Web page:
Amidst the outrage over the separation of child immigrants from their refugee parents at the southern border lies another issue that is equally disturbing: the use of private companies to operate and maintain detention facilities housing thousands of vulnerable children and the screening processes these companies use to hire the supervisory personnel at the internment camps.
Texas Monthly just published an alarming account of a man hired as a case manager in Brownsville, Texas at the Southwest Key Casa Padre shelter for unaccompanied immigrant children.
The caseworker, Ernesto Padron, who worked in a facility that currently houses nearly 1,500 boys, ages ten through seventeen, was a former Border Patrol agent who was forced to resign in 2010 from that agency after he was arrested on child pornography charges. As part of his job at the shelter, he had direct, and often unsupervised, access to unaccompanied immigrant minors.
His arrest on charges of possession of illicit porn featuring under-aged children became moot after a years-long court backlog led to the case being dismissed because the statute of limitations had expired.
A spokesperson for Southwest Key, a rare nonprofit organization operating this type of facility, told Texas Monthly that Padron was suspended immediately after the organization discovered the expired charges against him.
His suspension became permanent when Southwest Key laid him off, along with nearly a thousand other people, after the number of unaccompanied minors crossing the border dropped significantly last year, a trend that reduced the number of staff needed in the nonprofit’s shelters.
Texas Monthly could not discover exactly how long Padron had been working at the shelter before his sordid past was exposed, but the fact that he was hired at all to a job in this situation calls into question the personnel screening processes at all of the private facilities now housing thousands of vulnerable boys and girls, as well as the level of care and safety that they are receiving.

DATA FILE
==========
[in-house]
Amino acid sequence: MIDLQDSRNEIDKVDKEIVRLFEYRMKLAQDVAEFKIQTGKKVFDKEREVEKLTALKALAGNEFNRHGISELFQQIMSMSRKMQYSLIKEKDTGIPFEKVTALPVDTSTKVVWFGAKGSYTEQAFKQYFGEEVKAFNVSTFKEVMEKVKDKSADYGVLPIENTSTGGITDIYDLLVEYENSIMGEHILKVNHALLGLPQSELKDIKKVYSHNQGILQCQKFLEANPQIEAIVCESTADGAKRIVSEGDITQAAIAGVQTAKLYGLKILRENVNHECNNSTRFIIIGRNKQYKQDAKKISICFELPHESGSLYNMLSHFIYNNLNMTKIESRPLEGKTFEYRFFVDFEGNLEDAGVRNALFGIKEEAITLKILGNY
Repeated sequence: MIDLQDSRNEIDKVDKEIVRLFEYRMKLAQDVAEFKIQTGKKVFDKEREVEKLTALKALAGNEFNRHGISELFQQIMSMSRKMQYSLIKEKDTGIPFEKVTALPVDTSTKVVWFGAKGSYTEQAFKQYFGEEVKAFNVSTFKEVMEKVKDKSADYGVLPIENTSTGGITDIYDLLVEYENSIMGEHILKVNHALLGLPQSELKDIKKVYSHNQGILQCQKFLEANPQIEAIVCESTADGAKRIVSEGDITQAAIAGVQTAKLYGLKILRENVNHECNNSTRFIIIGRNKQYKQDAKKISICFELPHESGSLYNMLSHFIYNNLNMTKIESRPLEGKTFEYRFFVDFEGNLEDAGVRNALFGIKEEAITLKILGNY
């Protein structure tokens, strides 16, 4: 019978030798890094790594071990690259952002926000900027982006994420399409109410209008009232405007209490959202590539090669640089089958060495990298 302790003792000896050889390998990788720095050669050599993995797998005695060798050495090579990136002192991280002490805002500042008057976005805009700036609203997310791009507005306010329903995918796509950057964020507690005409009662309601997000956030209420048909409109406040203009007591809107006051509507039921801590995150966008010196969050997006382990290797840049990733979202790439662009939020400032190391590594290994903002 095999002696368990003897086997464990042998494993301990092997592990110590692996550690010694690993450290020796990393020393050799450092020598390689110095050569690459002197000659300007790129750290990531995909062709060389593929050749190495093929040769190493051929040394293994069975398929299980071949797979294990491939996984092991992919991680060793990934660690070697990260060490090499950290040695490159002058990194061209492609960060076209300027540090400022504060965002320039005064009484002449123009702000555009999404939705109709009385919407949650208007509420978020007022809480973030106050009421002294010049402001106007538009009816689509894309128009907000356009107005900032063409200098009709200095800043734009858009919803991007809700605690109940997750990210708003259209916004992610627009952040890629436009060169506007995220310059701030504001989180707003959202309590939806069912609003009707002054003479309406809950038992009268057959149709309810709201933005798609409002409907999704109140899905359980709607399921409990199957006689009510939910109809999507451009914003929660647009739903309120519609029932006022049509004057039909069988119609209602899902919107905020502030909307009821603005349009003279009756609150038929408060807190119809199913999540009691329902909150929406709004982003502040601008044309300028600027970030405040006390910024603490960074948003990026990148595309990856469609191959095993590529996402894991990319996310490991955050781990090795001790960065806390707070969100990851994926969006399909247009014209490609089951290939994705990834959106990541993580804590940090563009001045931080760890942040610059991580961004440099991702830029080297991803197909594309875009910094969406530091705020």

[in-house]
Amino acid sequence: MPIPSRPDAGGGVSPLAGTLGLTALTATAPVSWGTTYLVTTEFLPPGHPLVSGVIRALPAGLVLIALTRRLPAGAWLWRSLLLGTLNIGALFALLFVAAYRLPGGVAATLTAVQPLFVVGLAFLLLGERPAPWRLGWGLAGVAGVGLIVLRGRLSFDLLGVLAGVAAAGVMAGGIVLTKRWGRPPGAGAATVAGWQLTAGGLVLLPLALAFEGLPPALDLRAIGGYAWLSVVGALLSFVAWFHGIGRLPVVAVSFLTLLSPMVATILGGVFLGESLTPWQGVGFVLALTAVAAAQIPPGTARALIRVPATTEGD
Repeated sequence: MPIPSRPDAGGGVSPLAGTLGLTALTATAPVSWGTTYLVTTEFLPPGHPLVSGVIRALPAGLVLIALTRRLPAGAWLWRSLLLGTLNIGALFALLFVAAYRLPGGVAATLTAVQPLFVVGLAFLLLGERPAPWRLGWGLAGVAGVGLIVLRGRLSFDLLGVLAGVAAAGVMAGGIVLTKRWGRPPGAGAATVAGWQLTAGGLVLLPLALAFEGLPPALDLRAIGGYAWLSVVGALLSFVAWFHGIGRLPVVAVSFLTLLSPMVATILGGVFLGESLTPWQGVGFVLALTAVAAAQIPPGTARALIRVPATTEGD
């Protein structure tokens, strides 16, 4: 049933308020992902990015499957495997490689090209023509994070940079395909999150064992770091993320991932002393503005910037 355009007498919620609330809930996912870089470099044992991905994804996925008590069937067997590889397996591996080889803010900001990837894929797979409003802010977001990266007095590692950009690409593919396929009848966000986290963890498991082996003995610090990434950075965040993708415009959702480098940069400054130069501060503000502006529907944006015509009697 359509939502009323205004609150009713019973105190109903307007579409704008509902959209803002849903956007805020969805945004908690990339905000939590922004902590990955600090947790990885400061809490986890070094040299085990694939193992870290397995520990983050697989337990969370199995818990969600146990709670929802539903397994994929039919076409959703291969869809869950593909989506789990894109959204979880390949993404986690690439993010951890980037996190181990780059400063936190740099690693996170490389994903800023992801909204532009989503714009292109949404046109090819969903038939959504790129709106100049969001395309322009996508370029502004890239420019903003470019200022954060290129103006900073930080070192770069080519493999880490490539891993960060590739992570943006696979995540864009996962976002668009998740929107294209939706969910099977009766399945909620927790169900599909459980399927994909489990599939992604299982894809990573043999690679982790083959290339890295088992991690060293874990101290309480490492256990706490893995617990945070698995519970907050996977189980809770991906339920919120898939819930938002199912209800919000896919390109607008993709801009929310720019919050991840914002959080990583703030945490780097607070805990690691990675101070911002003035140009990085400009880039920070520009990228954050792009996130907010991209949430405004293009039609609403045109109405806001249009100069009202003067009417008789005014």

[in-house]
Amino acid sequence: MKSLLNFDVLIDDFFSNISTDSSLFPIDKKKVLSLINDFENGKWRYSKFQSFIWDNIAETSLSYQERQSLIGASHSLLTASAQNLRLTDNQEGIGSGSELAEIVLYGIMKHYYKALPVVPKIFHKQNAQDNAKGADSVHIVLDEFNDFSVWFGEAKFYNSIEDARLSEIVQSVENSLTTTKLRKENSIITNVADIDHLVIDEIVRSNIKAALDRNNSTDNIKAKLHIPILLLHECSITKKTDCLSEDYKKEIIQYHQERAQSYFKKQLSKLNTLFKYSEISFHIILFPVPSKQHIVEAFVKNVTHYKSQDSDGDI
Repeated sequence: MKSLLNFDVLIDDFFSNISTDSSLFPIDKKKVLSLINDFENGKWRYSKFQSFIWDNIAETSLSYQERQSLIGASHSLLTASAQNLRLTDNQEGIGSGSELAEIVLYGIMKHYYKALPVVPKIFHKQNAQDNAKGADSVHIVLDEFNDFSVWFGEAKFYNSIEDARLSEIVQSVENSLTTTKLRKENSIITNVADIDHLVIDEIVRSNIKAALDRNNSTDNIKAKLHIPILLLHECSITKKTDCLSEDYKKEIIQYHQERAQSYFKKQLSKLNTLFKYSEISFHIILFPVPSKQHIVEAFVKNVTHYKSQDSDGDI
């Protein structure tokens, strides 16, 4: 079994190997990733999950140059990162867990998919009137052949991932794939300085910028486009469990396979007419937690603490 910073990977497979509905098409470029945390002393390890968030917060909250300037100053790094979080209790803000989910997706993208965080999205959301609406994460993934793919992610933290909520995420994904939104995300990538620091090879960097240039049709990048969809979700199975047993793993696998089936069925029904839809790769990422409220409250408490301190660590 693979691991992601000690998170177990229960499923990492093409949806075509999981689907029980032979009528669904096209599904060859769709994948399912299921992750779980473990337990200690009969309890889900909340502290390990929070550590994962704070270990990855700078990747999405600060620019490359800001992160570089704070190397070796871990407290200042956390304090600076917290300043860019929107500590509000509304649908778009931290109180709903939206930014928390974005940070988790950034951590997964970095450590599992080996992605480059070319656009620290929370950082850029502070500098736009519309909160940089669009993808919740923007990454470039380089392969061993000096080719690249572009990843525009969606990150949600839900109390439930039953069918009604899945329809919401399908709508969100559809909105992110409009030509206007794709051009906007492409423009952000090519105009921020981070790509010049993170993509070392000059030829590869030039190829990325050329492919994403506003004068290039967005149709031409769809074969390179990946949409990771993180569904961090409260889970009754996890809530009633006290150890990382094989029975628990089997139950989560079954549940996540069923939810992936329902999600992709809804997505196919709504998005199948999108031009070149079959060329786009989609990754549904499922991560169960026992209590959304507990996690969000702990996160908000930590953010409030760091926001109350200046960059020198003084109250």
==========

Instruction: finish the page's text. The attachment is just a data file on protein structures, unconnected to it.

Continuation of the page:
“In our hiring, extensive background checks are conducted on applicants; however, because Mr. Padron was not convicted of the charges you referenced (or any other disqualifying criminal charges), he was cleared for employment,” Southwest Key spokesperson Lizzie Chen wrote in an emailed statement to Texas Monthly. “When we became aware of Mr. Padron’s situation, he was immediately suspended, and he never worked at our shelter again.”
The inability of Southwest Key to discover Padron’s sordid history in their supposedly “extensive background check” is puzzling given that, according to Texas Monthly:
“The charges against him have been and remain publicly available by searching for his name on Cameron County’s online criminal court records database. His child pornography arrest was also heavily covered by local news outlets, and those reports show up near the top of a simple Google search of Padron’s name.”
With the large increase in the number of detained children isolated from their families in the last few months under the Trump administration, the hiring practices of the government contractors needs to come under closer scrutiny.
The Office of Refugee Resettlement, part of the U.S. Department of Health and Human Services, mandates that “care provider facilities must complete background investigations on all staff, contractors, and volunteers prior to hire to ensure the candidate is suitable for employment to work with minors in a residential setting.”
“Care provider facilities are prohibited from hiring or utilizing the services of any applicant, contractor, or volunteer who has engaged in, attempted to engage in, or has been civilly or administratively adjudicated to have engaged in sexual abuse, sexual harassment, or any type of inappropriate sexual behavior,” the policy guide from the agency states.
That these crucial guidelines are not being followed shows just how haphazardly the entire Trump immigration enforcement machine has been run and just how dangerous this administration’s policies are to the well-being of innocent children.
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